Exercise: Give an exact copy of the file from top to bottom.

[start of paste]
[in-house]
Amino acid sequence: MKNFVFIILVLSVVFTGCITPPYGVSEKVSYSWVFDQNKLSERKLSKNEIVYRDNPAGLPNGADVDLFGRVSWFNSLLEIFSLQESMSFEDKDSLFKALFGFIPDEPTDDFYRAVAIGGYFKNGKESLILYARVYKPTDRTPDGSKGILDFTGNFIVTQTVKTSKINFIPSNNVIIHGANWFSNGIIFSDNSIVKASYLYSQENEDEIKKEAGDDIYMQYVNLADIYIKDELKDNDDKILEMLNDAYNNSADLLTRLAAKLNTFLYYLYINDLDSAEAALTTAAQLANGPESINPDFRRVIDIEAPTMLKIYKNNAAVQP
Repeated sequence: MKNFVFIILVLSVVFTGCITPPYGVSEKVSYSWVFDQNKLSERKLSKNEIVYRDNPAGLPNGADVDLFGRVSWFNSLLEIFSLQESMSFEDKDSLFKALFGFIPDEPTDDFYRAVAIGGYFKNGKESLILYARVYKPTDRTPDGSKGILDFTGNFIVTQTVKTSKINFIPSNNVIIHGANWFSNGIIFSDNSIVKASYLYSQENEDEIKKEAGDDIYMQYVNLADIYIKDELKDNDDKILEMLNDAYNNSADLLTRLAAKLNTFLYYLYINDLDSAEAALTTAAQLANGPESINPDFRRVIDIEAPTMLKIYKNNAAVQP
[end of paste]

[in-house]
Amino acid sequence: MKNFVFIILVLSVVFTGCITPPYGVSEKVSYSWVFDQNKLSERKLSKNEIVYRDNPAGLPNGADVDLFGRVSWFNSLLEIFSLQESMSFEDKDSLFKALFGFIPDEPTDDFYRAVAIGGYFKNGKESLILYARVYKPTDRTPDGSKGILDFTGNFIVTQTVKTSKINFIPSNNVIIHGANWFSNGIIFSDNSIVKASYLYSQENEDEIKKEAGDDIYMQYVNLADIYIKDELKDNDDKILEMLNDAYNNSADLLTRLAAKLNTFLYYLYINDLDSAEAALTTAAQLANGPESINPDFRRVIDIEAPTMLKIYKNNAAVQP
Repeated sequence: MKNFVFIILVLSVVFTGCITPPYGVSEKVSYSWVFDQNKLSERKLSKNEIVYRDNPAGLPNGADVDLFGRVSWFNSLLEIFSLQESMSFEDKDSLFKALFGFIPDEPTDDFYRAVAIGGYFKNGKESLILYARVYKPTDRTPDGSKGILDFTGNFIVTQTVKTSKINFIPSNNVIIHGANWFSNGIIFSDNSIVKASYLYSQENEDEIKKEAGDDIYMQYVNLADIYIKDELKDNDDKILEMLNDAYNNSADLLTRLAAKLNTFLYYLYINDLDSAEAALTTAAQLANGPESINPDFRRVIDIEAPTMLKIYKNNAAVQP